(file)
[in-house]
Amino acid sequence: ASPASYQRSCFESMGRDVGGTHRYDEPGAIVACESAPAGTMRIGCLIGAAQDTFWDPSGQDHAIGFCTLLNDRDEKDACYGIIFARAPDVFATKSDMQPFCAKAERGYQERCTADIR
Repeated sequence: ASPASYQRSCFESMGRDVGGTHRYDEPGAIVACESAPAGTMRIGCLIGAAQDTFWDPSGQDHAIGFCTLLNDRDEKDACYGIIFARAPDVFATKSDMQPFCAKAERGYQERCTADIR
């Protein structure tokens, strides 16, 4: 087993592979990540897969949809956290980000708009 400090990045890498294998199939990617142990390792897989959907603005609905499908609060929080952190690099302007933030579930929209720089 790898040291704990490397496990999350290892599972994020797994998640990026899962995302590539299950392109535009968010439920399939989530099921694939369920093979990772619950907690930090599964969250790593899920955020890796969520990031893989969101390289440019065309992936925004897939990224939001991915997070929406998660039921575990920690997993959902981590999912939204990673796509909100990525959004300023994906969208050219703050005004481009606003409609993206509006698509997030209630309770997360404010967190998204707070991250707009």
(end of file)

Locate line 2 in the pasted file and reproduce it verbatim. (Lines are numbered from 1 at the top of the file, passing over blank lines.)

Amino acid sequence: ASPASYQRSCFESMGRDVGGTHRYDEPGAIVACESAPAGTMRIGCLIGAAQDTFWDPSGQDHAIGFCTLLNDRDEKDACYGIIFARAPDVFATKSDMQPFCAKAERGYQERCTADIR